The humanist says he’s stopped “making art for a while, and it’s time to start that again, but actually part of the reason I stopped was to focus a little bit more on political work and so forth.” He adds that his mission with the HCSW has “opened a lot of doors” for him and given him “an introduction to the activist community in North America, which is very interesting.”
The liberal advocate says, though, that his mission isn’t easy; he gets opposed by some “political friends who would have issues with my belonging to this group, they would call it a Stalinist or things like that, but to be honest, I’m not interested in such theoretical questions. I like the fact that this groups organises, manifests demonstrations and gets things done… It’s been a very fruitful relationship so far.”
“Cultural decline alongside media distortion”
As war continues and despite the climate emergency, more lands are being burnt and more fuel is being consumed by military vehicles and aircraft. The US has even been looting Syria’s grains on top of the shortage of grains instigated by the Russia-Ukraine conflict. International organisations have sounded alarm over hunger that has befallen many nations and is expected to befall others if things remain unchanged.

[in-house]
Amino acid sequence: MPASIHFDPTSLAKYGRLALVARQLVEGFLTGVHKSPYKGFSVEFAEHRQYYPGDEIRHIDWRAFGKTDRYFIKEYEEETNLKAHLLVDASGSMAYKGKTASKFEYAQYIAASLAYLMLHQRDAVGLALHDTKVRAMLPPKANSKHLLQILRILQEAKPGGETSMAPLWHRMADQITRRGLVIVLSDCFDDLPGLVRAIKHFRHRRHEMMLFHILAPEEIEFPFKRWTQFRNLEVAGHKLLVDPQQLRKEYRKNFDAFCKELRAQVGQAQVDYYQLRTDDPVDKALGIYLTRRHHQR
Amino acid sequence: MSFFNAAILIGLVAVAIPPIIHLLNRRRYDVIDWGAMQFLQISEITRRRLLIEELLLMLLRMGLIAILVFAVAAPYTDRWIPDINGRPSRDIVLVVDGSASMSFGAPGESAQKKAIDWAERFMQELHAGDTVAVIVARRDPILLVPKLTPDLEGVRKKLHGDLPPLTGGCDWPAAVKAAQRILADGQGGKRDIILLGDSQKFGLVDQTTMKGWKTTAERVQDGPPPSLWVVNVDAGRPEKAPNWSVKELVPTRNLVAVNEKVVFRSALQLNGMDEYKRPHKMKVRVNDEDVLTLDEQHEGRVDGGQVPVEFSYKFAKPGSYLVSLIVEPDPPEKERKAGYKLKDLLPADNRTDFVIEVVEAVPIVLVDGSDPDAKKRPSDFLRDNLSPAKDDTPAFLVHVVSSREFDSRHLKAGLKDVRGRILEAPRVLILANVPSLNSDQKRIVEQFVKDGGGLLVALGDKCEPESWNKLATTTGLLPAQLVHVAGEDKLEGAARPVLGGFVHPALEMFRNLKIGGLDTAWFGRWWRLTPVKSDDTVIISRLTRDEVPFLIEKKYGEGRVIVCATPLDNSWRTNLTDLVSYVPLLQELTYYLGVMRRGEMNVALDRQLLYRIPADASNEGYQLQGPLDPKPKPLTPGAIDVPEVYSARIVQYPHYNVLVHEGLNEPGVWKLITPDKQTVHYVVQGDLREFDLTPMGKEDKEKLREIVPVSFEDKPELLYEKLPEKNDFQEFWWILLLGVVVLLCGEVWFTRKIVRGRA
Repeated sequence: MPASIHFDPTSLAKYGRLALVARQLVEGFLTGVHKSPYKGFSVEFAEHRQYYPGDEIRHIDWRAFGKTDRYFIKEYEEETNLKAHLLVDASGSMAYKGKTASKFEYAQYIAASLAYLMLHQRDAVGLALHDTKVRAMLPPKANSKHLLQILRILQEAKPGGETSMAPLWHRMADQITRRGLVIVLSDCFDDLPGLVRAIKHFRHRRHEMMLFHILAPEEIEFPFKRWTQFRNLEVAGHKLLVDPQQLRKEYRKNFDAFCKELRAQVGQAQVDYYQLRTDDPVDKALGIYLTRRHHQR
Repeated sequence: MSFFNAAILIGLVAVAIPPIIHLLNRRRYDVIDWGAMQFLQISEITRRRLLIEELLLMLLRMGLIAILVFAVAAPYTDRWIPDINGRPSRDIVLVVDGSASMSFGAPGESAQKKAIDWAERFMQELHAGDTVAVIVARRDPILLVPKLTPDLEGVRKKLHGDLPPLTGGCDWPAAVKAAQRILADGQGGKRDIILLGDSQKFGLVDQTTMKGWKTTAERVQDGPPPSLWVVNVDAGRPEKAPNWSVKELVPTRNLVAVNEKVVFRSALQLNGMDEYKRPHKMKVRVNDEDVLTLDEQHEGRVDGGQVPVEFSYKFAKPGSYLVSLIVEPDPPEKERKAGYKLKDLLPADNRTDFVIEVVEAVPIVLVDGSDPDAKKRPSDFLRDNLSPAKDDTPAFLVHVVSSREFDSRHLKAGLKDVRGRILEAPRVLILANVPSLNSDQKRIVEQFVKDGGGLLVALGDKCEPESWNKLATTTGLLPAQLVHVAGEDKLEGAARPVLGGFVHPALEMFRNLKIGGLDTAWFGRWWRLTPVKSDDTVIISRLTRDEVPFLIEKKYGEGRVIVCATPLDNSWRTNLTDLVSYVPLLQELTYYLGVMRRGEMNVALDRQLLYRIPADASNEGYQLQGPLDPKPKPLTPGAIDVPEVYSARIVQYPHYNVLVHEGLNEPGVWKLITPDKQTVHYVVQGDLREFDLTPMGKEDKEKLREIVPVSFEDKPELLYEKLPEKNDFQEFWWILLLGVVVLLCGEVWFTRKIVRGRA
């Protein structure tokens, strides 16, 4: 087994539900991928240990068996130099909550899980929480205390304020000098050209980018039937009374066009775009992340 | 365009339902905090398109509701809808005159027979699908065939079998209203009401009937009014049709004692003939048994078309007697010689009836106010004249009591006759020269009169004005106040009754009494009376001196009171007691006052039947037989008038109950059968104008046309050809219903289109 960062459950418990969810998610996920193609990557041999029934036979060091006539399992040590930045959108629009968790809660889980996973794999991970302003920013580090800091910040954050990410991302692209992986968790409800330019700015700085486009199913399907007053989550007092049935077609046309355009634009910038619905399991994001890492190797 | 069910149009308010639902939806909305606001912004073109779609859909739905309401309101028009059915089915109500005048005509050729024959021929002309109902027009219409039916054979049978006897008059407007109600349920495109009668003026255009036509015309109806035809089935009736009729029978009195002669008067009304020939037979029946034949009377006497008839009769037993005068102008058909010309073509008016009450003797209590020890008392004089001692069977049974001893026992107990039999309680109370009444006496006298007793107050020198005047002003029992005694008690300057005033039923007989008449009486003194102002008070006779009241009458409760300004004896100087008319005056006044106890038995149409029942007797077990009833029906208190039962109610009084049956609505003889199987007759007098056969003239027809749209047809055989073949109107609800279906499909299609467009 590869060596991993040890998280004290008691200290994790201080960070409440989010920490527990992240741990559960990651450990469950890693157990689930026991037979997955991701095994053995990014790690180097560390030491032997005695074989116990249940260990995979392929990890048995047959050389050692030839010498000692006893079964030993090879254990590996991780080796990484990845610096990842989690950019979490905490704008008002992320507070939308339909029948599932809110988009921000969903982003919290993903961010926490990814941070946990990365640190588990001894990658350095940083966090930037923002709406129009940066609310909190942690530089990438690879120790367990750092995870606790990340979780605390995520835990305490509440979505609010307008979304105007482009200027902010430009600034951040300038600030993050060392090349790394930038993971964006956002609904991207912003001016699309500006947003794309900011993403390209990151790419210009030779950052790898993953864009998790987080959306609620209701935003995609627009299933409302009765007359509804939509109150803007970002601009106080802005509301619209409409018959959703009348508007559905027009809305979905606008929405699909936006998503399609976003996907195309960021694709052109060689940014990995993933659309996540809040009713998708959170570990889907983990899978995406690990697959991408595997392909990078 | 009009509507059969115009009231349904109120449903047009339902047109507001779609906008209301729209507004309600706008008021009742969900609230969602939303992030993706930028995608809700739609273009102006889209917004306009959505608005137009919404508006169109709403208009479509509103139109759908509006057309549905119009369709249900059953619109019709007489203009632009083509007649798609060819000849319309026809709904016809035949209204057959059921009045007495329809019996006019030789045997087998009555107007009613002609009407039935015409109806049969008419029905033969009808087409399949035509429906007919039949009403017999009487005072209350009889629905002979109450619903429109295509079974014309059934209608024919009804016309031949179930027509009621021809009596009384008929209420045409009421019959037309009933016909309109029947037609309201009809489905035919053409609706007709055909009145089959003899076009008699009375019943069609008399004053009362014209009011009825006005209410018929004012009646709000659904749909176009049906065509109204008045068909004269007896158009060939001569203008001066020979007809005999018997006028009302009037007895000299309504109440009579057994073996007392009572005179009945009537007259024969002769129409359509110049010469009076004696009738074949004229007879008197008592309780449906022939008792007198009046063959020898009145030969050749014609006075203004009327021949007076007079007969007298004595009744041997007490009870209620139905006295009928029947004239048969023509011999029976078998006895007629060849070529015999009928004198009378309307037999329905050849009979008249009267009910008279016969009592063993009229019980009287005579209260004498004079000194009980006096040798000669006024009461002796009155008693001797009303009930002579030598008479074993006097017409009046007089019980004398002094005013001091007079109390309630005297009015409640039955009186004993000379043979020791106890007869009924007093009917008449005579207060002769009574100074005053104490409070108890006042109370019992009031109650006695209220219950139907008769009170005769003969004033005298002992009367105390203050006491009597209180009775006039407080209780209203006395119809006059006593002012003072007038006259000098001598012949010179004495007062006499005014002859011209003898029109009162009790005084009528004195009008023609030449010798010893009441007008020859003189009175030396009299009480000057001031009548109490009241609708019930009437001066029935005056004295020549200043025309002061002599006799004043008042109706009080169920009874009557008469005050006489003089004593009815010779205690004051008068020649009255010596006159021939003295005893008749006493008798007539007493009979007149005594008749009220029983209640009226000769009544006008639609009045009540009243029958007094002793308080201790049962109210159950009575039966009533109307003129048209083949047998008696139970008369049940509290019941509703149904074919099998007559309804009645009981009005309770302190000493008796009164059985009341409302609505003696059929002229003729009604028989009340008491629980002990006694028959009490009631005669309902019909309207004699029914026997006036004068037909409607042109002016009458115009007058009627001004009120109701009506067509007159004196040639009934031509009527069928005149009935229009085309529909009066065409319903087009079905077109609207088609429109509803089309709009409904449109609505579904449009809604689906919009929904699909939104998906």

Ford sees this tells “the path we’re on is dark. That requires some profound changes in our society, and I don’t see our society making those efforts. It takes a lot of thinking about this subject, but it makes me impatient and curious to find other societies that are perhaps being more pro-active or more successful in their dealing with reality because it seems to me that we’re on a path right now that leaves us no future. This will end in a sort of social collapse sometime in the next decades.”